St. Joe’s Peninsula on Florida’s Emerald Coast has a beautiful park with miles of sugar white sand dunes, blue-green water and a campsite a few minutes’ walk from the beach. It was here that a group of campers descended one evening in late August. They set up the tents, and then, still sweating from the exertion of unfurling the precisely symmetrical tents and banging the pegs into the earth, started the campfire. They grilled mounds of expertly marinated chicken, drank Pepsi frosty from the icebox, and played cards.
After eating all the food and drinking all the drink, they decided that a walk to the beach would be nice. They did so, flopping on the silver sand and talking in the purple darkness. They went for a walk through the trail in the forest, spotted two pairs of glassy eyes in the distance and became convinced that they were to meet their deaths at the claws of these fearsome wildcats. Alas, the creatures turned out to be deer.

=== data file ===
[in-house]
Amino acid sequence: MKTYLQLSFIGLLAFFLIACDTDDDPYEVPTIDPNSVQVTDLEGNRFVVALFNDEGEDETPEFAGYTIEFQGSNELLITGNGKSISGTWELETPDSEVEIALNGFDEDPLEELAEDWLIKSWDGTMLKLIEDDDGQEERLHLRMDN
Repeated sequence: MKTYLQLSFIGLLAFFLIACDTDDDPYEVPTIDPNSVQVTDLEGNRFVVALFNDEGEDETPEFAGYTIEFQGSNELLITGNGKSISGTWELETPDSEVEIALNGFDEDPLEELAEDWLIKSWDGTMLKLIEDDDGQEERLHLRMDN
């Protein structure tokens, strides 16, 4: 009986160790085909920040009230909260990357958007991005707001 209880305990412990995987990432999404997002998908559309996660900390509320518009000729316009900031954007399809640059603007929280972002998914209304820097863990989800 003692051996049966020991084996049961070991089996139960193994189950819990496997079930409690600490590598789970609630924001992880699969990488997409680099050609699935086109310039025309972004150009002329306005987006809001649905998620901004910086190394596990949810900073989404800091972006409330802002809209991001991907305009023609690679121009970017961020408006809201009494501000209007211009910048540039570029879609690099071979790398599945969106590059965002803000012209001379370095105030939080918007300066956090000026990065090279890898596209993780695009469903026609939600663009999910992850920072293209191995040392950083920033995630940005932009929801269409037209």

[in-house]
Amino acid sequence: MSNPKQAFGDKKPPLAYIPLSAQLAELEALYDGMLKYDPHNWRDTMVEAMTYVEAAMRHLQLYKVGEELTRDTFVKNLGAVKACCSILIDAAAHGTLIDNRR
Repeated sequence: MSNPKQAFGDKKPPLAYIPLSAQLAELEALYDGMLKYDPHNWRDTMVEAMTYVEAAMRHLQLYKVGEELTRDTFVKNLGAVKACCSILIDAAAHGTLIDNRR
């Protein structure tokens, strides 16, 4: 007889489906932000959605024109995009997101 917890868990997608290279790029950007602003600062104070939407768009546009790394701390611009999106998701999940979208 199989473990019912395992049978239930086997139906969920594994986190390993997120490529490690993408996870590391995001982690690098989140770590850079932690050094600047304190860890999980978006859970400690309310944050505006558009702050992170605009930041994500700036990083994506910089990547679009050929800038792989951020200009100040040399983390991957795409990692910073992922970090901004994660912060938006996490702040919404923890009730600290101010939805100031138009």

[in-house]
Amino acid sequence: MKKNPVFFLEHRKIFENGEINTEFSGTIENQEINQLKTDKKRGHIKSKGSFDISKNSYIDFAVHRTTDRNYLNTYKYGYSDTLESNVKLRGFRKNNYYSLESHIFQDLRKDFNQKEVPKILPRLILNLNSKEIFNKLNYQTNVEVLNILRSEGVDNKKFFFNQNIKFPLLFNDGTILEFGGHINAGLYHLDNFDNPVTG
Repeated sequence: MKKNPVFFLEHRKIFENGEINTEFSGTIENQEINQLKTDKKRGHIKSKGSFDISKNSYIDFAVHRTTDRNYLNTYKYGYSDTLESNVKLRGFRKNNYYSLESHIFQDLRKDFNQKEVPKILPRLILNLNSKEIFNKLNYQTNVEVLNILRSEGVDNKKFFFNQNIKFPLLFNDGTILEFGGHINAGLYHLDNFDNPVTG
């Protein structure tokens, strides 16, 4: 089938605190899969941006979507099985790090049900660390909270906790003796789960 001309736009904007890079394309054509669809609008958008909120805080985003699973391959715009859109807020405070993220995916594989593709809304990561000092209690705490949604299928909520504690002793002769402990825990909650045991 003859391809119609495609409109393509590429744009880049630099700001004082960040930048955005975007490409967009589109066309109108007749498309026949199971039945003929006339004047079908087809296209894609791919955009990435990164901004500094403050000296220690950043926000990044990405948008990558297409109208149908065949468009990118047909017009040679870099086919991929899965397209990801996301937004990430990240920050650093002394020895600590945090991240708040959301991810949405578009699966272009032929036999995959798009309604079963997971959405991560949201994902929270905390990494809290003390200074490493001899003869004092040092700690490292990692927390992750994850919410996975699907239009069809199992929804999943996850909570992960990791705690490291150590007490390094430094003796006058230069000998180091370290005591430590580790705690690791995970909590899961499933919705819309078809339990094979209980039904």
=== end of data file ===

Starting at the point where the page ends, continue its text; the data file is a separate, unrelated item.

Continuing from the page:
Then someone suggested a drive. So a drive it was, the sounds of the sea always just outside. Two hours later, they stopped at a gas station and stood around in the neon lighting, drinking bad coffee. An hour or two of sleep in the honestly assembled tents, and then the sun rose: a glorious pink and blue and gold. A couple of them walked on the long boardwalk near the white dunes and flew kites as the sun came up, taking pictures that would unfortunately be lost once they started getting passed around from party to party.
About a year later, a larger group made the same trip. Alas, it was cut shorter than originally planned, by a considerable margin. Why?
“There were too many mosquitoes. And many other kinds of bugs.”
Evidently, the Camping Gods do not always smile.